O, Say Can You Hear?

O, Say Can You Hear?

When I was around eleven years old, one of my favorite video games for my already-outdated-in-1987 Commodore 64 was Summer Games and Winter Games. But I enjoyed them less for their highly unrealistic competitions in various Olympic sporting events than for the opportunity they afforded me to listen to the dozens of 8-bit synthesized national anthems.

This past week here at the American Academy in Rome, we the fellows played an historic soccer match against the Italian gardeners, housekeepers, and other administrative workers who make life easy and carefree on every other day but this one. They were out to destroy our team, as they have done every year for decades, save last year’s miraculous tied game. As the two teams stood on the field side-by-side listening to recordings of our two national anthems, I thought back to that video game and my fascination with anthems. I was struck by how good the “Star-Spangled Banner” is (keep in mind that I became a U.S. citizen one year ago, so I’m not the most objective reporter here) and how just-okay the Italian “Fratelli d’ Italia” is, despite the fact that it has the lines:

And the Austrian eagle
Has lost his plumes.
This eagle that drunk the blood
of Italy and Poland,
together with the Cossack,
But this has burned his gut.

I am just talking about the music (which, I’ve recently learned, was written in one night). It gets a lot of criticism in Italy for being a pretty bad representative of the grand Italian 19th-century music tradition, but my major point of contention with it is that it always sounds like stock opera choral writing—the stuff right before the big aria comes in. Every time I hear it I am expecting something to follow it. Hear what I mean?

There are several websites that feature live, not synthesized, recordings of anthems, and I decided to listen to seven and see if I could find any tips or hints for those of you who have been commissioned to compose an anthem for a new country.

  • Armenia: pretty bland, major key, 4/4 time, similar phrases, no interesting leaps or rhythms. Gets my award for Most Unimaginative Anthem. Come on, Armenia—you guys can do better!

  • Azerbaijan: minor key, rather “exotic” in a Mussorgsky-lite sort of way. Fabulous bridge section. Great harmonies. The composer, Uzeyir Hajibeyov (1885-1948), is considered one of the most brilliant and beloved of Azeri composers. He’s often compared to the giants of Soviet music and some even suggest that he “led the pack.”

  • Bangladesh: 3/4 time, lovely short Elgar-ish tune. Its words and music were written by the Nobel Prize-winning author Rabindranath Tagore in 1906. It may be the only national anthem that includes the word “mango.”

  • Brunei’s “Allah Saves the Sultan“(1946) is another dis-anthem-ppointment. Straight 4/4, major, completely diatonic and remains solely within the confines of the scale. Melody is mostly triadic outlines. Rhythm is quarter and half notes. Bo-ring!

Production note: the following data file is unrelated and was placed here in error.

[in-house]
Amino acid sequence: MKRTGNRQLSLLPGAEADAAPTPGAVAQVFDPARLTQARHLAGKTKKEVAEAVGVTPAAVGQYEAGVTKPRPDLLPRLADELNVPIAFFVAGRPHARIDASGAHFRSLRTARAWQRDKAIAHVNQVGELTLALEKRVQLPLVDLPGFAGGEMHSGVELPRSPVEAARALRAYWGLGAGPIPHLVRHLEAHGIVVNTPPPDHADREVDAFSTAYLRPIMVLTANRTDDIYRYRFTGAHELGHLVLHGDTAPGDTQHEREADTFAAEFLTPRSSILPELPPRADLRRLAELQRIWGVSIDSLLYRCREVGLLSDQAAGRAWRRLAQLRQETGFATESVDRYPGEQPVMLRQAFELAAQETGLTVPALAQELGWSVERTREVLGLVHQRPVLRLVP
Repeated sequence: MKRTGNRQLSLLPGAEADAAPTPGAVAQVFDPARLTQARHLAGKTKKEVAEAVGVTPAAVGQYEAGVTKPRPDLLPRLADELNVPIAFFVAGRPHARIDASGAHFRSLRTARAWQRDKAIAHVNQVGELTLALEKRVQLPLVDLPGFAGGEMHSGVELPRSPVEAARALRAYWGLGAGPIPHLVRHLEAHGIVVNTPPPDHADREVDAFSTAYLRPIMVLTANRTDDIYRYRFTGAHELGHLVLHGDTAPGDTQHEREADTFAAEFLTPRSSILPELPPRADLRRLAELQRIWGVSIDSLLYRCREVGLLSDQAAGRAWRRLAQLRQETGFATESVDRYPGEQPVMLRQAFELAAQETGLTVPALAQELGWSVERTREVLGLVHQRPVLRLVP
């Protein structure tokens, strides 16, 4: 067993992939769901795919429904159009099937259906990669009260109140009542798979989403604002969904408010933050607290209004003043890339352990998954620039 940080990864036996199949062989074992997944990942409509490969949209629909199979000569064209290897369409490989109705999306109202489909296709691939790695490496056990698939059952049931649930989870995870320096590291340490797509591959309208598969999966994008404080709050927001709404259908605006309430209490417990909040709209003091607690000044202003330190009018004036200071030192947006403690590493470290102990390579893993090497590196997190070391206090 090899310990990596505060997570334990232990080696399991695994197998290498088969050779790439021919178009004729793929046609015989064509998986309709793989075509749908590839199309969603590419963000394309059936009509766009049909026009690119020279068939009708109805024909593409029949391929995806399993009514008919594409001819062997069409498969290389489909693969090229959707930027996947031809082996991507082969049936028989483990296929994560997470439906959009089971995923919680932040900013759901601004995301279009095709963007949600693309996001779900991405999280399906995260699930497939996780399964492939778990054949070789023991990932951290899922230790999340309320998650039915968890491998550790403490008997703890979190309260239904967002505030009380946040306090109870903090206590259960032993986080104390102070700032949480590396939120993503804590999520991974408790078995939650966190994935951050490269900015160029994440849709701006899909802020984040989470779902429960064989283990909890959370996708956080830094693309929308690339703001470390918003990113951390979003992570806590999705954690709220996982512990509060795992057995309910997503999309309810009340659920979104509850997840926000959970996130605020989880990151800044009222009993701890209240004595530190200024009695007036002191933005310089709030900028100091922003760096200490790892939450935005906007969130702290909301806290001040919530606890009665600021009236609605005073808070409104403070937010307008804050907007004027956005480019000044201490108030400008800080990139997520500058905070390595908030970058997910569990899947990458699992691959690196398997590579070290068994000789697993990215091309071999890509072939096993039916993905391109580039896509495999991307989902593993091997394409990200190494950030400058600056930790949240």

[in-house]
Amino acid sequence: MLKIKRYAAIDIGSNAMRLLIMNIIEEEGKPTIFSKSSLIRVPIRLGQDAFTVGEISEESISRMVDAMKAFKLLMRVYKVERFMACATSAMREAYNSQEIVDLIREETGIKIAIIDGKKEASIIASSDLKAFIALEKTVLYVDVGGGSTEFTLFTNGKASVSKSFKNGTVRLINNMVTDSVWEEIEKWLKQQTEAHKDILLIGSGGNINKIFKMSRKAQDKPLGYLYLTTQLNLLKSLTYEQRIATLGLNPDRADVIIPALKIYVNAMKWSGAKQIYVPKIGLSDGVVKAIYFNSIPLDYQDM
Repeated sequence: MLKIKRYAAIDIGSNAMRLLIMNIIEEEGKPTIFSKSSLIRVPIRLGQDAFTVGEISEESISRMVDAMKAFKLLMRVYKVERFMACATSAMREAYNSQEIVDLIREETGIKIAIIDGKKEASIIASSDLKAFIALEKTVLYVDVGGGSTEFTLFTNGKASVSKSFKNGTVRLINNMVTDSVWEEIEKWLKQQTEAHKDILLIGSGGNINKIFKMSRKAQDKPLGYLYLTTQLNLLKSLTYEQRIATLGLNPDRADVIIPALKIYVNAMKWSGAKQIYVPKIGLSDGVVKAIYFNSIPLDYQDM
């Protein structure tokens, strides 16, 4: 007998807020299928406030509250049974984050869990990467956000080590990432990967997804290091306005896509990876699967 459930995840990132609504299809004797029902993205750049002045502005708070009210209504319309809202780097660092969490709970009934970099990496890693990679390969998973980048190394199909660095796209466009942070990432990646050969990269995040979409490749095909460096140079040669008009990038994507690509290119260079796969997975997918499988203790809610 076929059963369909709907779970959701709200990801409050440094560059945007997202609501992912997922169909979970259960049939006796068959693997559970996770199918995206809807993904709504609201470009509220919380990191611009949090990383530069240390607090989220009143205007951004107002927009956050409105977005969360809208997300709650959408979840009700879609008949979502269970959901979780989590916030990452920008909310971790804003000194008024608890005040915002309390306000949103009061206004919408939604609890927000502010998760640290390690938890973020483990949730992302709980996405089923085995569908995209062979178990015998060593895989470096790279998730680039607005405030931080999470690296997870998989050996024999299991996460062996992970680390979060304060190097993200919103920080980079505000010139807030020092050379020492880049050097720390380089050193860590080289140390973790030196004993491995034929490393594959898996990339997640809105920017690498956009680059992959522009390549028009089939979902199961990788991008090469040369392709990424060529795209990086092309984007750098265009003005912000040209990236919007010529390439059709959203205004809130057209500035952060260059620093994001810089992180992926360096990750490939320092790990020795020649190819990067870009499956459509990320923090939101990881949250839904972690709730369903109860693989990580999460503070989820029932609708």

• Cambodia’s “Nokoreach,” on the other hand, has a singularly beautiful, arching, longing melody, slightly pentatonic, based on an old folk tune and face-lifted with a gracefully noble bass line that seems to be an official part of the song, as I heard it in three different versions.

  • Stand Ye Guamanians,” the official territorial anthem of Guam, was adopted in 1919 and was written by Dr. Ramon Manalisay Sablan (1901-1970). I wondered if he was a medical doctor, and on checking Guampedia, I found that to be indeed true. He was the first Chamorro medical doctor who attended Oklahoma A & M and returned to his island to teach agriculture and music in 1924. The anthem sounds like something Austria might have considered but then passed on—lots of Haydn-like progressions with juicy secondary dominants. Very hummable, very marchable. Probably makes Guamanians feel a bit cooler in the hot summer months.

  • And finally, I just couldn’t resist checking out mysterious, wacky Turkmenistan’s anthem, written by Veli Mukhatov (1916-2005). Mukhatov was awarded the title of People’s Artist of the USSR in 1965, the Stalin Prize in 1951 and 1952, and the Order of Lenin (twice). He was also twice a member of the Supreme Soviet, which was the highest legislative body of the Soviet Union. The anthem is a strange amalgam of pseudo-exotic touches and lacks any sort of form, but it does sound kind of fun to sing. Unfortunately, the words are troubling (at least in this funky translation):

    Mountains, rivers, and beauty of steppes,
    Love and destiny, revelation of mine,
    Let my eyes go blind for any cruel look at you,
    Motherland of ancestors and heirs of mine!

In my extremely non-extensive survey I found several commonalities: snare drums and cymbals seem to be the way to go in virtually every anthem; sticking to 4/4 means your military band won’t have too much trouble; a nice key like F or Eb-major is a good tip, especially for those 4th chair euphonium players; and finally, write a tune that is easy enough for a kid to learn but is also flashy enough that it sounds impressive when Jessye Norman sings it before a baseball game.

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